When I first started selling my jewellery on-line, I went through a slow and agonising process trying to decide on how best to present items for sale – I started with buying a domain name in some hosting with the full intention of starting my own shop – initially using PayPal buttons to create a pseudo cart. I had sold greetings cards for a long time using this process and it had worked well, but the jewellery didn’t quite work as well – I needed more than one photo per item and much more space for measurements, descriptions etc.
I did a lot of work putting pages together and trying layouts and organisation and it became clear very early on that this was going to be a very tedious process. I seriously needed to hone the workflow into something actually manageable. It takes a lot of work to photograph jewellery pieces, measure them, write a description and price them – often this part takes longer than it does to make the item. To then have to write code to put them on a web page and keep the site organised, took it beyond practicability – on top of a day job and time spent making too – which is the fun bit and consequently likely to suffer.
I’d bookmarked and been looking at the US based hand made venue site Etsy for some time, but hadn’t realised that as a UK crafter I could also have a shop there, so putting some items on there gave me the chance to embed my Etsy mini shop (as seen here in brief form on the right) onto a basic portfolio page on my site and bought me some thinking time.
I’d visited and greatly admired an Australian jewellery store on-line. Their jewellery was elegant and expensive and their site gave just the right impression and worked really well – just what I had in my fantasy mind for my own – a page for each item, with multiple photos and nice easy navigation. I looked at the little credits at the bottom of the page and it said it was a Cubecart site.
Further investigation revealed that at the time there were three main cart systems of that style available largely free to use in the right web hosting packages – CubeCart, Zen Cart and OS Commerce. So I spent a great deal of time trying to find a host with them to try and I did try all three. CubeCart was head and shoulders above the others for me. At the time, it was the only one that allowed multiple photos per item and its methodology suited my requirements and skills by far the best.
I found that I could tweak the appearance myself by editing the standard graphics and editing the style sheets and thereby creating my own skin, based on one of the standard ones – this was a task within my capabilities. It also became evident that carts of this nature are highly customisable – there are a massive array of commercial skins and ‘mods’ to get them working how you want. It also became evident that the original Australian site that set me on this path was very heavily modded and I wasn’t going to get something quite so elegant within my skill-set and budget.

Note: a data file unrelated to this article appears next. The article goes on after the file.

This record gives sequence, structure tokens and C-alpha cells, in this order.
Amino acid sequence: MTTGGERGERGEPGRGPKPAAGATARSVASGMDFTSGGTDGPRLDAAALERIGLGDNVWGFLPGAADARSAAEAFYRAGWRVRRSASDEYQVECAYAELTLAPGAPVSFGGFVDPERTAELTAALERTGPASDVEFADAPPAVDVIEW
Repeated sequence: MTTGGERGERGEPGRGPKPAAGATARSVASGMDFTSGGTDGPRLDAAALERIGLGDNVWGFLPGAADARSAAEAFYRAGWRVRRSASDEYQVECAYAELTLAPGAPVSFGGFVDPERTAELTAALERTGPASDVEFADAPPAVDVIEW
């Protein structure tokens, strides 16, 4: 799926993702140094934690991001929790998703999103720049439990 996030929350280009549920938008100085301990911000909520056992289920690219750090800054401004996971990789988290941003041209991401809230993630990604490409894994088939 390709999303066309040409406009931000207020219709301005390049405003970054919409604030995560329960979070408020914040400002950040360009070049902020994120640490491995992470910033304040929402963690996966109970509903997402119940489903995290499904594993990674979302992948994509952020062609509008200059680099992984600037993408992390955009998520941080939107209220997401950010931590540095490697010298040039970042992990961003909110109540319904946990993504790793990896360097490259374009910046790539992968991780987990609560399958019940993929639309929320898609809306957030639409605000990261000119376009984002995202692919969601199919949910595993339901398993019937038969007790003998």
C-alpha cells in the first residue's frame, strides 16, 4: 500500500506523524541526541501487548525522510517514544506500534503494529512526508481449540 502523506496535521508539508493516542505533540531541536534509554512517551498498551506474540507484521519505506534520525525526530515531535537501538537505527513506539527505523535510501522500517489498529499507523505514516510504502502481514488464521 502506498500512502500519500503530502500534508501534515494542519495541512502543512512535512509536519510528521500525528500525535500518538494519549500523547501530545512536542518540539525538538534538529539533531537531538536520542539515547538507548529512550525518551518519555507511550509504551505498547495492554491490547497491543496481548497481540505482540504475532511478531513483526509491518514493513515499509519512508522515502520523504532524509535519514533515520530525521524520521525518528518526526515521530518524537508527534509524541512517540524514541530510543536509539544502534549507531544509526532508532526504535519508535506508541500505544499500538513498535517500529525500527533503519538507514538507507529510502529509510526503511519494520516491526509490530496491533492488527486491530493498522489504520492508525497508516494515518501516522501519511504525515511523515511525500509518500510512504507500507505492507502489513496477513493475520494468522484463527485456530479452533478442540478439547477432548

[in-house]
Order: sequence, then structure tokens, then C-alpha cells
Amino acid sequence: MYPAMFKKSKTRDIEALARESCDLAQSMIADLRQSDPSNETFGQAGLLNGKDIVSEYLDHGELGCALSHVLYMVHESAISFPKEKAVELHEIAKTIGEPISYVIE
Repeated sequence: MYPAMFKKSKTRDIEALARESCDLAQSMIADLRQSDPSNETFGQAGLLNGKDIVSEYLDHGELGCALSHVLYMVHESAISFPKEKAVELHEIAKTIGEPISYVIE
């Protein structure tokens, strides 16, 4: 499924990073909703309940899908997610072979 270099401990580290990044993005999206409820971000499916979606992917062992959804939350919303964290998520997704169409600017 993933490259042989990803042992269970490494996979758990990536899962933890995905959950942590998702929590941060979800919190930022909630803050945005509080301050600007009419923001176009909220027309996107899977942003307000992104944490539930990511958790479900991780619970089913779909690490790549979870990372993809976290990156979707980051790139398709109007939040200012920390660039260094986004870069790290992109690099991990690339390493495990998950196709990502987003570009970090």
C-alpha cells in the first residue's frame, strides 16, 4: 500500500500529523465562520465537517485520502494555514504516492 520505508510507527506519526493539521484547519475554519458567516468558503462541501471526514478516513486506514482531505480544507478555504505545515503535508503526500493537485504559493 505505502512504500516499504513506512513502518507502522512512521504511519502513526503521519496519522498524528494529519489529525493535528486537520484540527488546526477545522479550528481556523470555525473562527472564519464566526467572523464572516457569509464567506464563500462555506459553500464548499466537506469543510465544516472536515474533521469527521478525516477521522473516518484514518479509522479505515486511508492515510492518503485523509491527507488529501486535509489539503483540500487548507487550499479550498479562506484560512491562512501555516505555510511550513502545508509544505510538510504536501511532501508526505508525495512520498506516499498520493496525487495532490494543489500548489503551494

I fully intended to buy a commercial skin once I’d satisfied myself that this particular cart was the right one for me – I needed to be sure I was making the right decision before I invested even more work. I chose a skin, but spent some time modding my own from one of the three that come with the cart as standard. I wanted to add some items to see how it worked in practice. I put together a finished enough looking site and asked a few friends and family to test it for me, showing them the final design I was aiming for. Every single one of them preferred the working site appearance to the skin I had picked out, so I just stuck with what I had and spent the time polishing that up some more instead.
So that was about 15 months ago now. I’ve gradually modded the site to get it functioning more how I want it and I still have a lot more ideas to put into practice as the budget will allow. I find the site easy to work with – it might not be as good for other products or other methodology, but I have been thrilled with how it works for me. I suspect if I were significantly busier and had more staff, it might not be the best, but for me and my workflow, it has been absolutely ideal.
I now maintain both my own shop and a sister one on Etsy as separate entities – I’ve finally honed a workflow to allow me to use a lot of the same process for both shops and feel comfortable at last with how I’m working – I don’t think I can strip it to much greater efficiency and maintain the same high standards – that simply takes effort.
Yesterday I added the 250th item in my own shop, the copper and amethyst necklace shown above. There aren’t 250 items actually for sale, so it’s a tad misleading, some items are upgrades and buying options and 48 unique pieces have been left on the site but moved to a sold section, but it felt a significant milestone to see 250 ‘products’ in the shop. When I was tearing my hair out trying to figure out how best to offer my pieces for sale, this milestone was the stuff of pure fantasy. I’m glad I stuck with it, the results now are what I hoped for, but I wish the journey hadn’t been quite so agonising!